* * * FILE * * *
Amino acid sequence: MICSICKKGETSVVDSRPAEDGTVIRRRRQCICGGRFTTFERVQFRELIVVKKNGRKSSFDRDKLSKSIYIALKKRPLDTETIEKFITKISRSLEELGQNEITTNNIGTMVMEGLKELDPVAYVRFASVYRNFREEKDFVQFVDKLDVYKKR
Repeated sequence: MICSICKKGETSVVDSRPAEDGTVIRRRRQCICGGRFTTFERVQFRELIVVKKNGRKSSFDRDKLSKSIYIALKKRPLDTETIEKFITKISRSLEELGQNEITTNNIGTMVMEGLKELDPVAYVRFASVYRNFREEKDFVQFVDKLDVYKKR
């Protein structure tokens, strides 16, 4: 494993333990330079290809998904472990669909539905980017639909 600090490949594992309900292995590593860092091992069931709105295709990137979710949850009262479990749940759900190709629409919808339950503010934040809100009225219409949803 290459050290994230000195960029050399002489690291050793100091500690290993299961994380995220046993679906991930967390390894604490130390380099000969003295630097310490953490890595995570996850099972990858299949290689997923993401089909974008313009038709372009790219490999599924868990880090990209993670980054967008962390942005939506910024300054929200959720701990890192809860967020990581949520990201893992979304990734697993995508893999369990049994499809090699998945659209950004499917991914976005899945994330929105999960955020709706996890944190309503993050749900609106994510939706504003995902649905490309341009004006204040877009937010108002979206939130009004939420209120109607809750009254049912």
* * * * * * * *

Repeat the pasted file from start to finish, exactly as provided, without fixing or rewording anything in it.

Amino acid sequence: MICSICKKGETSVVDSRPAEDGTVIRRRRQCICGGRFTTFERVQFRELIVVKKNGRKSSFDRDKLSKSIYIALKKRPLDTETIEKFITKISRSLEELGQNEITTNNIGTMVMEGLKELDPVAYVRFASVYRNFREEKDFVQFVDKLDVYKKR
Repeated sequence: MICSICKKGETSVVDSRPAEDGTVIRRRRQCICGGRFTTFERVQFRELIVVKKNGRKSSFDRDKLSKSIYIALKKRPLDTETIEKFITKISRSLEELGQNEITTNNIGTMVMEGLKELDPVAYVRFASVYRNFREEKDFVQFVDKLDVYKKR
């Protein structure tokens, strides 16, 4: 494993333990330079290809998904472990669909539905980017639909 600090490949594992309900292995590593860092091992069931709105295709990137979710949850009262479990749940759900190709629409919808339950503010934040809100009225219409949803 290459050290994230000195960029050399002489690291050793100091500690290993299961994380995220046993679906991930967390390894604490130390380099000969003295630097310490953490890595995570996850099972990858299949290689997923993401089909974008313009038709372009790219490999599924868990880090990209993670980054967008962390942005939506910024300054929200959720701990890192809860967020990581949520990201893992979304990734697993995508893999369990049994499809090699998945659209950004499917991914976005899945994330929105999960955020709706996890944190309503993050749900609106994510939706504003995902649905490309341009004006204040877009937010108002979206939130009004939420209120109607809750009254049912």